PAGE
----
Security through openness
Infrastructural security is best realized in an environment where people know what exists, what its purpose is, and what the possible concerns are with unauthorized access. But this information is even more relevant in cases where it affects public participation and decisionmaking. In the case of our sewer systems, these are critical components and determinents for the landscape of our city, and ones that have typically created in their installation as many problems as they have seemed at the time to solve. Understanding that infrastructure is an important prerequisite in making informed decisions not just about sewerage and storm drainage, but about the broader future of the physical landscape and the technologies we use to live in an urban setting. It's also, I believe, an important prerequisite of knowing enough to care and think about these issues, and often the reliance on technical obscurity and expertise is used to stifle the possibility of public involvement, debate, and the formulation of alternate solutions to the problems our infrastructure is built to address.
Whether all these considerations pertain to Enwave's system may be debatable, but it's hard to tell without making it the subject of public knowledge and discussion in the first place. Schneier walks back his criticism of 'security through obscurity' by noting that the benefits of releasing information rely on the existence of "a large group of people who are capable and willing to evaluate" the system in question, and who "can learn from the mistakes of others." 5 As I've suggested, when we are talking about a physical infrastructure system that underlies and serves our cities, the public interest component is unquestionably heightened, but more than that, we can't know whether Enwave should be the subject of public interest without making it knowable. Maybe people should be clamouring for the system's expansion, and its implementation in other Ontario cities? Maybe we should be thinking about a more distributed system that uses our drinking water service for household cooling throughout the city, rather than leaving it to large corporate and institutional tenants (Enwave's lake water is recycled into the city's drinking water system after it passes through the heat-exchanger). There's no opportunity to consider, support, or discuss changes or expansions to the city's relationship with Enwave's cooling system, because it is abstracted out of public existence the minute the coldness drawn from the lake (already transferred at Simcoe Street to Enwave's own closed water loop) reaches the company's John Street pumping station.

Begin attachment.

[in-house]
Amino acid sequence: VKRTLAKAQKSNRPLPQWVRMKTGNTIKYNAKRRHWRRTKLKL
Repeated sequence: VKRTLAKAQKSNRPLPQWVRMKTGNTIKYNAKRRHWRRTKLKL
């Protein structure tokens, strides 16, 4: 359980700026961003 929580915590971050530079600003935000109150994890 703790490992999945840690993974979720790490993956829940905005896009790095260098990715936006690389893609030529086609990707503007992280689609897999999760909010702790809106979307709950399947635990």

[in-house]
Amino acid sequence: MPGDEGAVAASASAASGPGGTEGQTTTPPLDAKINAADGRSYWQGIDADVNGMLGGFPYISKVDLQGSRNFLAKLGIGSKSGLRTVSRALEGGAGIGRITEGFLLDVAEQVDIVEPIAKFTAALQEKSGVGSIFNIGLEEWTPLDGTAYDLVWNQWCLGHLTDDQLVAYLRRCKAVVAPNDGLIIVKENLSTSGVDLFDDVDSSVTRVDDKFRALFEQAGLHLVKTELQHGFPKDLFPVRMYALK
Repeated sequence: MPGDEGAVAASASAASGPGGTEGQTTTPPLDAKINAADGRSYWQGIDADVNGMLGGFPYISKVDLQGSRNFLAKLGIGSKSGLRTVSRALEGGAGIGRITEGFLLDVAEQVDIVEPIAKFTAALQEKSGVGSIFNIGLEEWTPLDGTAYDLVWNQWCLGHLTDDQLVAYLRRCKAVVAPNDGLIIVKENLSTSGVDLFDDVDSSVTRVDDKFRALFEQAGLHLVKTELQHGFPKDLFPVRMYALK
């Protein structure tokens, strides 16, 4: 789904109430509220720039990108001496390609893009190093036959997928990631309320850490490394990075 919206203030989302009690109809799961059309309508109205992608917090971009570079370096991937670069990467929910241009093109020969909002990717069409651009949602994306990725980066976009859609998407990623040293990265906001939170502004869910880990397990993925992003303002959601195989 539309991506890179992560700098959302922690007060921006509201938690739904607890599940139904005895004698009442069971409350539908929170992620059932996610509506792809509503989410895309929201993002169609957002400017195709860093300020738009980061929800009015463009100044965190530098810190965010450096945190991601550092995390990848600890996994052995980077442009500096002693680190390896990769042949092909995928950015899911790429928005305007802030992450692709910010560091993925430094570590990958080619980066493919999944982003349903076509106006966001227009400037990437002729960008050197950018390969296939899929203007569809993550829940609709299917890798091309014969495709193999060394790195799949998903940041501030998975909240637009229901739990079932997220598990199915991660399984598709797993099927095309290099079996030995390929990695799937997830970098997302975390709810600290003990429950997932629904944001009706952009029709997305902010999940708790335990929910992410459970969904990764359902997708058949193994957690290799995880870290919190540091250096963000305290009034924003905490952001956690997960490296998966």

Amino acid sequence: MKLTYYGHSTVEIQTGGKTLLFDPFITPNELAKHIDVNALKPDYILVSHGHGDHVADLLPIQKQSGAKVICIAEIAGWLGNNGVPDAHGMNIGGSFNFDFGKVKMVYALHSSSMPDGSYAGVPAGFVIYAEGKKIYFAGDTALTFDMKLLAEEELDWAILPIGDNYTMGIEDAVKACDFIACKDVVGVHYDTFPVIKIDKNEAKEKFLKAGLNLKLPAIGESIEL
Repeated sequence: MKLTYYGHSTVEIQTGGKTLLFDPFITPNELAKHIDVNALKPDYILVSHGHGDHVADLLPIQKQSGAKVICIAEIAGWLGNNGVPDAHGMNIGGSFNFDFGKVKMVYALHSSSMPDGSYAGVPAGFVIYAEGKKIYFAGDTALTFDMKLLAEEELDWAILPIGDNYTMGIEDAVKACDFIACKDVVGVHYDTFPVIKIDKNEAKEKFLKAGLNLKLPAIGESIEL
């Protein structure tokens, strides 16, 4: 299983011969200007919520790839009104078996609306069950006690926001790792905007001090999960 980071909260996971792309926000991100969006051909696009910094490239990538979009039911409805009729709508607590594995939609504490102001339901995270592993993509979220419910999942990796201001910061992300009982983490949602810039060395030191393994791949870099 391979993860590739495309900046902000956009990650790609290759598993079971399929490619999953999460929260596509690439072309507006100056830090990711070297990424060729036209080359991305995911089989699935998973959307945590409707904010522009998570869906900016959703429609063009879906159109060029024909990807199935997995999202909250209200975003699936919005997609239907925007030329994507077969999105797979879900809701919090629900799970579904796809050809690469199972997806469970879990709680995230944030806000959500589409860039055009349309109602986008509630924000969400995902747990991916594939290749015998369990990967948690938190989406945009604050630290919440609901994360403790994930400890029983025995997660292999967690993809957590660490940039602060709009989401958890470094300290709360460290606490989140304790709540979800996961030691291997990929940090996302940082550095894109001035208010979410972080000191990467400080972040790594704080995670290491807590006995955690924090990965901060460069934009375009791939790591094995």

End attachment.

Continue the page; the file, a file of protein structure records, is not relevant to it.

It is perhaps ironic that coverage and reaction to the G20 incident would have been much more sensationalist had anyone involved in discovering and covering it been aware that it involved a utility tunnel system. Despite this, my impression remains that our city is more secure, more productive, more sustainable, and more democratically and culturally vibrant when we understand and can talk about, celebrate, or debate the critical infrastructure on which urban life depends. It's a shame, an obstacle, and an unnecessary risk that we can't tell the difference between a utility tunnel and a sewer.
- 1. The simpler explanation is that at the time this part of the Enwave system was installed (c. 2004-2007), Enwave didn't have their own personalized manhole lids, and the contractor that was responsible for finishing this access shaft simply threw on whatever lid they could either procure cheaply or already had rattling around in the back of one of their trucks. The slotted lid is entirely accidental, and if the contractor had known back then how many cigarette butts and other debris would end up at the bottom of this shaft they might have chosen differently.
- 2. Colin Perkel. "Manhole arrests near G20 security zone spotlights infrastructure vulnerability." Canadian Press. 27 June 2010.
- 3. Disclosure: Colin Perkel contacted me by e-mail while working on that story, but my response, which consisted only of background comments, probably wasn't sent until after he had already filed. Some of the observations I sent him are incorporated into this piece.
- 4. Bruce Schneier. 2002. "Secrecy, Security, and Obscurity." Cryptogram Newsletter. 15 May 2002.
- 5. Schneier, 2002.
Michael Cook is available to speak to your organization about infrastructure history, lost creeks, current conditions, and opportunities for change in our management of and communication about urban watersheds, and to work with teams proposing or implementing such change. Get in touch.